Book Review, Fiction

Book Review: Under The Udala Trees

Excerpt

The Devil has returned again to cast his net on you,” mama would surely say of what I was doing. Or “Adam and Eve, not Eve and Eve.” But even with those words in my head, I could not help myself.

I continued to see Amina. On evenings after classes, we ate our meals together, if not in a cafeteria, then on the veranda steps or inside our dorms, at our desks.

On weekends when we were allowed, or when more holidays rolled around, those holidays during which we did not go home, we strolled over to the river together. Sometimes we held hands as we walked, as inconspicuously as we could, making sure to present ourselves in a manner more like that of regular schoolgirls than that of two girls in love.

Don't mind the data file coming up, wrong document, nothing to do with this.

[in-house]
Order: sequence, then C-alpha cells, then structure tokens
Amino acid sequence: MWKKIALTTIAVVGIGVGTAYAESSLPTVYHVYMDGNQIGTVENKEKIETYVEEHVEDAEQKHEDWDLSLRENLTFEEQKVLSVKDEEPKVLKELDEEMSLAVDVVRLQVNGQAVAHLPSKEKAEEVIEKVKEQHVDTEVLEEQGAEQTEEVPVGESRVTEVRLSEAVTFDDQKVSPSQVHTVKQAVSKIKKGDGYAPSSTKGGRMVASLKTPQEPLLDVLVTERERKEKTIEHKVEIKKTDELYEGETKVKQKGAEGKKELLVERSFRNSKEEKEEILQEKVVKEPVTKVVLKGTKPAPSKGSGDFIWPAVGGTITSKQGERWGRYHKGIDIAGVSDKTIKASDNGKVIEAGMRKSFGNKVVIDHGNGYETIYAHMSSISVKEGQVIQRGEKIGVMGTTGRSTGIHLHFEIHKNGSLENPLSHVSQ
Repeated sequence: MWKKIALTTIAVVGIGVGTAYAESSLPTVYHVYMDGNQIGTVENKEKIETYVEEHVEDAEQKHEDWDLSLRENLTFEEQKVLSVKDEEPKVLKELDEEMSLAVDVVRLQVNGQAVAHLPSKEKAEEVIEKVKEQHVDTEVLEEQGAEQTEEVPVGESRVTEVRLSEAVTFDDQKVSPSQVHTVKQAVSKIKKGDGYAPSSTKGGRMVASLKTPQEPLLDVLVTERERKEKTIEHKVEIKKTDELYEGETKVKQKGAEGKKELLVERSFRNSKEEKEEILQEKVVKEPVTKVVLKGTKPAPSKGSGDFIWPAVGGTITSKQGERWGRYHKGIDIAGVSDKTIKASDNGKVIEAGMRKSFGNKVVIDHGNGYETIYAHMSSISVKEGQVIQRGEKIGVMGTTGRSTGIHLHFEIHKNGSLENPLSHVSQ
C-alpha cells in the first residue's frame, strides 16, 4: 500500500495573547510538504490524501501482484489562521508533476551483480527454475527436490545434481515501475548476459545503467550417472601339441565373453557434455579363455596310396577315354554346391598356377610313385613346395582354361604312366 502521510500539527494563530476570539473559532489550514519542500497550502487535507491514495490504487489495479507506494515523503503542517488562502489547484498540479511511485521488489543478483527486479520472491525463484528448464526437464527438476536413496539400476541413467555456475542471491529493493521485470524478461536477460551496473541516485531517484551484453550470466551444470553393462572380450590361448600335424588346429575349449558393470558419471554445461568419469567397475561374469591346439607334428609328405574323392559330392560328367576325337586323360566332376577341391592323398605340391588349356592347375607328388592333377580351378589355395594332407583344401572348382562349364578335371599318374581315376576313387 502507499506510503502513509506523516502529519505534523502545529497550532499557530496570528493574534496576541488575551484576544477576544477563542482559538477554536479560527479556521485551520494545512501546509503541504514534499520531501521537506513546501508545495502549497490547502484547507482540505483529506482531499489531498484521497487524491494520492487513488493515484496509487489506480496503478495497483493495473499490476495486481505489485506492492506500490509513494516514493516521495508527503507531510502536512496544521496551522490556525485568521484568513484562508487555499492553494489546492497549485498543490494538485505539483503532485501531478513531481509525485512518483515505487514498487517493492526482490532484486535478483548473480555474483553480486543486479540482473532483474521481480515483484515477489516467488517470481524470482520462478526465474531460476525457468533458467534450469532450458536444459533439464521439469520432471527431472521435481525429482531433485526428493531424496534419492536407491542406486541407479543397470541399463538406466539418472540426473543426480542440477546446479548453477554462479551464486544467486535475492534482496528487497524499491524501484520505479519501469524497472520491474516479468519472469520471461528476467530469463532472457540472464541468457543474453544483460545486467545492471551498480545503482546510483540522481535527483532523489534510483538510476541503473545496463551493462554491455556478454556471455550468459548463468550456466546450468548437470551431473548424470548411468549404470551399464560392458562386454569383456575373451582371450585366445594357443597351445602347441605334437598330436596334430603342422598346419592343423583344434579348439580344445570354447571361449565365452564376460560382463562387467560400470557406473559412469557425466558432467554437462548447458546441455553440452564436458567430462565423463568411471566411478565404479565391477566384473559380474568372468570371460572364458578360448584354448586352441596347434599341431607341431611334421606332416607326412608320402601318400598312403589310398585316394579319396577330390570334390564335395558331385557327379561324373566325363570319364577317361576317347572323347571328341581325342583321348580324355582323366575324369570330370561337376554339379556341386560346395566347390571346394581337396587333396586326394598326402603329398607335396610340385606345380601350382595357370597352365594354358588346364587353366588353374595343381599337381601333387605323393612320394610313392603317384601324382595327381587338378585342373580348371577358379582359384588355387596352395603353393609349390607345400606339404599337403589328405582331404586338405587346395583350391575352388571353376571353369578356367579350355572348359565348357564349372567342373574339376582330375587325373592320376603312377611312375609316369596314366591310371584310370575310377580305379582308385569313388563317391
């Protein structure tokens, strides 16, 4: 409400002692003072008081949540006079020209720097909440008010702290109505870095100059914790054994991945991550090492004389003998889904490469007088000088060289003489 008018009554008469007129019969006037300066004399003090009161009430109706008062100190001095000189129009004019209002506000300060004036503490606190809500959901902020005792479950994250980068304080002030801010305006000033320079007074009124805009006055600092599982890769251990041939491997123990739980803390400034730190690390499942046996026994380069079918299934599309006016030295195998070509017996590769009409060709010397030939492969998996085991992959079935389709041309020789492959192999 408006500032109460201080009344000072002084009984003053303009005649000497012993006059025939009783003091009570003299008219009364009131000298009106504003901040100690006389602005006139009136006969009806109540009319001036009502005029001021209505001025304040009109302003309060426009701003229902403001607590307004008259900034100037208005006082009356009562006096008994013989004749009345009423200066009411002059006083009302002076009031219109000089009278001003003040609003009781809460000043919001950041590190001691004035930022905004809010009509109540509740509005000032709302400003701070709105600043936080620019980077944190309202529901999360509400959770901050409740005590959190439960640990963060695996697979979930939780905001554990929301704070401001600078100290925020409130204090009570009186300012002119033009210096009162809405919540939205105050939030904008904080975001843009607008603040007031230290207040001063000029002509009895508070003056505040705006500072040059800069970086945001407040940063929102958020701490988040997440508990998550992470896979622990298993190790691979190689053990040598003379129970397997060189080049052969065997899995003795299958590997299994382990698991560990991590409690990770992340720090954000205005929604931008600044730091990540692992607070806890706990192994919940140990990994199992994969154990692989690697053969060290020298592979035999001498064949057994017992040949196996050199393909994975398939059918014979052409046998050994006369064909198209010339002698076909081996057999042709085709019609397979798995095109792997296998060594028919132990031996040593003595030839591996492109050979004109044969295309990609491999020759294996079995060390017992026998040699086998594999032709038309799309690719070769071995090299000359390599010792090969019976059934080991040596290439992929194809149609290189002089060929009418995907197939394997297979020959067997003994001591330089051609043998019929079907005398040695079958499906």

But we are in love, or at least I believed myself completely to be. I craved Amina’s presence for no other reason than to have it. It was certainly friendship too, this intimate companionship with someone who knew me in a way that no one else did: it was a heightened state of friendship. Maybe it was also a bit of infatuation. But what I knew for sure was that it was also love. Maybe love was some combination of friendship and infatuation. A deeply felt affection accompanied by a certain sort of awe. And by gratitude. And by a desire for a lifetime of togetherness.

Review

Title: Under The Udala Trees

Author: Chinelo Okparanta

Category: Fiction/ LGBTQ